Difference Between Method and Selector and Message and Method Signature in iPhone


A selector is the name of a method. You're very familiar with these selectors: "alloc", "init", "release", "dictionaryWithObjectsAndKeys:", "setObject:forKey:", etc. Note that the colon is part of the selector; it's how we identify that this method requires parameters. Also (though it's extremely rare), you can have selectors like "doFoo:". This is a method that takes three parameters, and you'd invoke it like "someObject doFoo:arg1 :arg2 :arg3". There's no requirement that there be letters before each part of the selector components. As I said, this is extremely rare, and you will not find it used in the Cocoa frameworks. You can work with selectors directly in Cocoa. They have the type "SEL: SEL aSelector = @selector(doSomething:)" or "SEL aSelector = NSSelectorFromString(@"doSomething:");".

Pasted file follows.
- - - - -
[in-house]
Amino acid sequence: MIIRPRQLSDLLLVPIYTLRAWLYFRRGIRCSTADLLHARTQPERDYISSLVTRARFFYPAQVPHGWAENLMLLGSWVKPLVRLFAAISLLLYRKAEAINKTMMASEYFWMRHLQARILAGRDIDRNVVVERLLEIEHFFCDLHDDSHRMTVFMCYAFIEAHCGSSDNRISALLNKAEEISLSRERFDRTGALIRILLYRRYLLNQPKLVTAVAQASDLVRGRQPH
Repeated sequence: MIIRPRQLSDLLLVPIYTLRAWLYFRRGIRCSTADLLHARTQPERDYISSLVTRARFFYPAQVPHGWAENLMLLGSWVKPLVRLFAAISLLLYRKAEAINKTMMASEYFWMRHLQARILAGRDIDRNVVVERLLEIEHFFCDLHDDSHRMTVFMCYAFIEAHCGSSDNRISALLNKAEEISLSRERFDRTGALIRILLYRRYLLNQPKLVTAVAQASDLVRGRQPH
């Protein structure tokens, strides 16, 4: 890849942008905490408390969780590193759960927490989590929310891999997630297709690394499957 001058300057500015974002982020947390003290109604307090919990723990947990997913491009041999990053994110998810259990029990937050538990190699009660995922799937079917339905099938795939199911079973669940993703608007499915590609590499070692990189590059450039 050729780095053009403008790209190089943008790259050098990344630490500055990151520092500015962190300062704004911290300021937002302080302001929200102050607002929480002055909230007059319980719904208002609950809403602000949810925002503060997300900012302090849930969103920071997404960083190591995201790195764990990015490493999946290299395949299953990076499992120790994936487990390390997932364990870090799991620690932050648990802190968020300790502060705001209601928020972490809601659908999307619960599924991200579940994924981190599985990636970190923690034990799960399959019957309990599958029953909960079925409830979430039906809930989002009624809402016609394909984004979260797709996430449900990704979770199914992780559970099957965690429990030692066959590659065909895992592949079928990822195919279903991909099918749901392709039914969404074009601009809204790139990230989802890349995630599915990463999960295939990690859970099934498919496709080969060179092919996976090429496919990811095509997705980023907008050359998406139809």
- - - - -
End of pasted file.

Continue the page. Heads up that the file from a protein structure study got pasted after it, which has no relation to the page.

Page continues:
A message is a selector and the arguments you are sending with it. If I say "dictionary setObject:obj forKey:key", then the "message" is the selector "setObject:forKey:" plus the arguments obj and key. Messages can be encapsulated in an NSInvocation object for later invocation. Messages are sent to a receiver. (ie, the object that "receives" the message).


A method is a combination of a selector and an implementation (and accompanying metadata). The "implementation" is the actual block of code; it's a function pointer (an IMP). An actual method can be retrieved internally using a Method struct (retrievable from the runtime).

Method Signature

A method signature represents the data types returned by and accepted by a method. They can be represented at runtime via an NSMethodSignature and (in some cases) a raw char*.